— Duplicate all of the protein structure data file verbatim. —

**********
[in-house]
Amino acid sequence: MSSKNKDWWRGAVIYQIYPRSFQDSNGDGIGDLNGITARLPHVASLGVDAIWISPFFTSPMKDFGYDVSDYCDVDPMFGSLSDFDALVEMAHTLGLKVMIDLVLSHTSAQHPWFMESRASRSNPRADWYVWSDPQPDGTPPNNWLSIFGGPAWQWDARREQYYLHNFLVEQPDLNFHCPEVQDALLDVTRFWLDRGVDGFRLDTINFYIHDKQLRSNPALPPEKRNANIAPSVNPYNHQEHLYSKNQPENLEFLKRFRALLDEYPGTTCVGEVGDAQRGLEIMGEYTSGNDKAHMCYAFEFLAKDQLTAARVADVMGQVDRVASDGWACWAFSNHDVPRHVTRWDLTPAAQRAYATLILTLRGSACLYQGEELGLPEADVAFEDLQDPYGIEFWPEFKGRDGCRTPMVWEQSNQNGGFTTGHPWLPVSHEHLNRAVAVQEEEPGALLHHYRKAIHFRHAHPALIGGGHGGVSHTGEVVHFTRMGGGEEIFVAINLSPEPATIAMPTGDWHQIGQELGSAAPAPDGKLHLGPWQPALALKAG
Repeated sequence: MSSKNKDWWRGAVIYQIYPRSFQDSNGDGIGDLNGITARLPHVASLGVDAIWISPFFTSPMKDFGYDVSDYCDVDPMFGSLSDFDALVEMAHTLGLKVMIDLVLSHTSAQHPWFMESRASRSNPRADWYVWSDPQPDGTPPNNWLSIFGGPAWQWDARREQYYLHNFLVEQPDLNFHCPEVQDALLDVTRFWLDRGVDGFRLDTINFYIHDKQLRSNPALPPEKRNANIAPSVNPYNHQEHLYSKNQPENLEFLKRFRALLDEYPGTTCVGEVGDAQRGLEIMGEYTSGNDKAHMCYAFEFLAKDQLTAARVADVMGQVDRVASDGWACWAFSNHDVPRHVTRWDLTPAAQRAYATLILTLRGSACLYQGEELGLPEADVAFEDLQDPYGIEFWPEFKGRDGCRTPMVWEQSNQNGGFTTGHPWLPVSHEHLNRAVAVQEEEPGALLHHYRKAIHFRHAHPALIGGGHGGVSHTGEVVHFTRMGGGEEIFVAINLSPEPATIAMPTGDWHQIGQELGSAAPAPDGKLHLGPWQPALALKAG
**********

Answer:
[in-house]
Amino acid sequence: MSSKNKDWWRGAVIYQIYPRSFQDSNGDGIGDLNGITARLPHVASLGVDAIWISPFFTSPMKDFGYDVSDYCDVDPMFGSLSDFDALVEMAHTLGLKVMIDLVLSHTSAQHPWFMESRASRSNPRADWYVWSDPQPDGTPPNNWLSIFGGPAWQWDARREQYYLHNFLVEQPDLNFHCPEVQDALLDVTRFWLDRGVDGFRLDTINFYIHDKQLRSNPALPPEKRNANIAPSVNPYNHQEHLYSKNQPENLEFLKRFRALLDEYPGTTCVGEVGDAQRGLEIMGEYTSGNDKAHMCYAFEFLAKDQLTAARVADVMGQVDRVASDGWACWAFSNHDVPRHVTRWDLTPAAQRAYATLILTLRGSACLYQGEELGLPEADVAFEDLQDPYGIEFWPEFKGRDGCRTPMVWEQSNQNGGFTTGHPWLPVSHEHLNRAVAVQEEEPGALLHHYRKAIHFRHAHPALIGGGHGGVSHTGEVVHFTRMGGGEEIFVAINLSPEPATIAMPTGDWHQIGQELGSAAPAPDGKLHLGPWQPALALKAG
Repeated sequence: MSSKNKDWWRGAVIYQIYPRSFQDSNGDGIGDLNGITARLPHVASLGVDAIWISPFFTSPMKDFGYDVSDYCDVDPMFGSLSDFDALVEMAHTLGLKVMIDLVLSHTSAQHPWFMESRASRSNPRADWYVWSDPQPDGTPPNNWLSIFGGPAWQWDARREQYYLHNFLVEQPDLNFHCPEVQDALLDVTRFWLDRGVDGFRLDTINFYIHDKQLRSNPALPPEKRNANIAPSVNPYNHQEHLYSKNQPENLEFLKRFRALLDEYPGTTCVGEVGDAQRGLEIMGEYTSGNDKAHMCYAFEFLAKDQLTAARVADVMGQVDRVASDGWACWAFSNHDVPRHVTRWDLTPAAQRAYATLILTLRGSACLYQGEELGLPEADVAFEDLQDPYGIEFWPEFKGRDGCRTPMVWEQSNQNGGFTTGHPWLPVSHEHLNRAVAVQEEEPGALLHHYRKAIHFRHAHPALIGGGHGGVSHTGEVVHFTRMGGGEEIFVAINLSPEPATIAMPTGDWHQIGQELGSAAPAPDGKLHLGPWQPALALKAG